Mistakes Travelers Make On Short Flights

Even quick plane journeys have their pitfalls. Travel experts share their advice for avoiding them.
Choose your plane seat wisely, even on a short flight.
Thomas Barwick via Getty Images
Choose your plane seat wisely, even on a short flight.

Travelers understandably spend more time preparing for long-haul air travel than they do for one- or two-hour flights. But that doesn’t mean they’ve got it all figured out when it comes to those shorter plane voyages.

With that in mind, HuffPost asked travel experts to share the common mistakes travelers make on short flights, as well as their advice for avoiding these errors. From forgetting crucial supplies to being unprepared for an often-smaller aircraft, here are some issues to keep in mind.

Showing Up With A Low Battery

“Certain smaller aircraft that operate shorter flights also might not have all the charging options ― USB ports, power plugs ― that you might expect on larger, longer-haul planes, so be sure your devices are charged ahead of boarding to make sure you don’t run out of juice mid-flight,” said Eric Rosen, director of travel content at The Points Guy.

In addition to charging your devices before the flight, consider traveling with a portable power bank as backup.

Getting Too Comfortable

“One common mistake I see travelers make on short flights is getting too comfortable ― taking off shoes, sleeping too deeply,” said Gabby Beckford, founder of the travel site Packs Light.

She emphasized that what’s expected on a long overnight flight might be a disservice on a short-haul journey.

“It’s a short flight!” Beckford said. “You’ll just end up scrambling when it’s time to deplane.”

Forgetting To Bring Sustenance

“These days, it’s not uncommon to be stuck on the tarmac longer than expected or to experience a cancellation or delay,” noted Jessica van Dop DeJesus, founder and editor at The Dining Traveler. “Make sure to pack snacks and water.”

Short flights don’t always offer full beverage or snack service, especially if there’s a lot of turbulence, so don’t depend on that cart for sustenance.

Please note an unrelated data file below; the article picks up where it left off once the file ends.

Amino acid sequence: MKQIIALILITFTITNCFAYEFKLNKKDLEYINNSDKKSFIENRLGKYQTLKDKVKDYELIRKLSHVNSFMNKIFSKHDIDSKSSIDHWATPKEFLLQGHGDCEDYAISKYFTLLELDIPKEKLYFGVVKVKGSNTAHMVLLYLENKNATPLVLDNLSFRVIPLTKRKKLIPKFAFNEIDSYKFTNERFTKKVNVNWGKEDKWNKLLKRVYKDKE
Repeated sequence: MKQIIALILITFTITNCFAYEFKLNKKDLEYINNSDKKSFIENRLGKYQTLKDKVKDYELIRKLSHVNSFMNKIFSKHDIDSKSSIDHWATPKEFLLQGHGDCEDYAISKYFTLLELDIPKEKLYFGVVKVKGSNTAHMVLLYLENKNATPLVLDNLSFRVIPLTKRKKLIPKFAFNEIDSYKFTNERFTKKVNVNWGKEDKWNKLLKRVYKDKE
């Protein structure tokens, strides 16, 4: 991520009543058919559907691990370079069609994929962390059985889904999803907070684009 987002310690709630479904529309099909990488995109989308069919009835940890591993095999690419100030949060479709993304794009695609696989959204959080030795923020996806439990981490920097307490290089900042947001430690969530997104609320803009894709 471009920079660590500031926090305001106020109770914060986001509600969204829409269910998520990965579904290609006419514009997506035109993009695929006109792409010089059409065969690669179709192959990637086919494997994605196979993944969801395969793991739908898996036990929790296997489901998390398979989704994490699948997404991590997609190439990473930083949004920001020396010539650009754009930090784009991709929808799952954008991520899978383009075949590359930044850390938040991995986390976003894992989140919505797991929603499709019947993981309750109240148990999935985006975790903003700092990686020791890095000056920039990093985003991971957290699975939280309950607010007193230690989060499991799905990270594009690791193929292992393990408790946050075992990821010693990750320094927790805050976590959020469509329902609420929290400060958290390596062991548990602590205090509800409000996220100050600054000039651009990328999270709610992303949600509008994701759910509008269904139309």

“I cannot count the number of times I’ve said ‘It’s a short trip, I’ll eat later,’” said travel blogger Sean Lau. “Unfortunately, in-flight food often tastes bad and costs an arm and a leg, and there’s no guarantee of service on shorter routes. My advice is to take the time to eat before your flight or bring your own snacks. Better yet, sign up for services like Priority Pass and take advantage of the food and drinks in airport lounges before departure!”

Turbulence can mean no beverage service on a shorter flight, so consider bringing your own drink on board.
izusek via Getty Images
Turbulence can mean no beverage service on a shorter flight, so consider bringing your own drink on board.

Picking The Wrong Seat

“Always consider your seat,” said Adam Duckworth, president and founder of Travelmation. “Even though it’s a short flight, you will still face many of the same things you do on a long flight. For example, people will still need to get up. If that bothers you, book the window seat. If you prefer to have extra room, then book those higher-class tickets. Two hours in main cabin is very different from two hours in business.”

Short flights are often just the first step of a multileg air travel journey, so plan accordingly when you have to make a connection.

“Like any flight, I always recommend sitting near the front of the plane, especially if you have a layover,” Duckworth said.

Ignoring Entertainment Time Constraints

A short flight might not be the best time to dive into that new superhero epic you’ve been wanting to watch.

“Consider your in-flight entertainment,” Duckworth said. “If it’s a short flight, you may not finish the movie or TV show you’re watching, so keep that in mind.”

Going To The Airport Unprepared

“One common mistake is not preparing properly for the airport experience ― not giving yourself enough time, not having your documents and IDs ready, not organizing your liquids properly,” said travel blogger Esther Susag. “This adds unnecessary stress.”

Even though short flights feel like less of a big deal, they’re still part of the typical airport and airplane experience.

“My tips are to get to the airport early, have everything ready to go through security smoothly, bring an empty water bottle to fill after clearing security, download entertainment like movies/shows/podcasts, and dress in layers for varying cabin temperatures,” Susag added. “Also, I always double-check my carry-on and personal items for loose liquids that could get me flagged.”


Be mindful of how much you pack for the trip, especially if you don’t want to gate-check your bag or cram extra stuff under the seat in front of you.

“Short flights often mean smaller planes,” Beckford said. “Packing too much is often inconvenient and can make your experience more uncomfortable with the limited leg room and cabin size.”

Assuming You Don’t Need Buffer Time

Don’t forget to build some buffer time into your day if you have a connection or other time-sensitive factors.

“Given the amount of air traffic we’re seeing these days, folks with short flights might assume they’ll be on and off the plane in a matter of hours,” Rosen said. “But travelers should anticipate unexpected delays, including slow aircraft turnarounds and tarmac waits due to traffic congestion. Any of those could add on hours to an otherwise short itinerary, so pad your schedule.”

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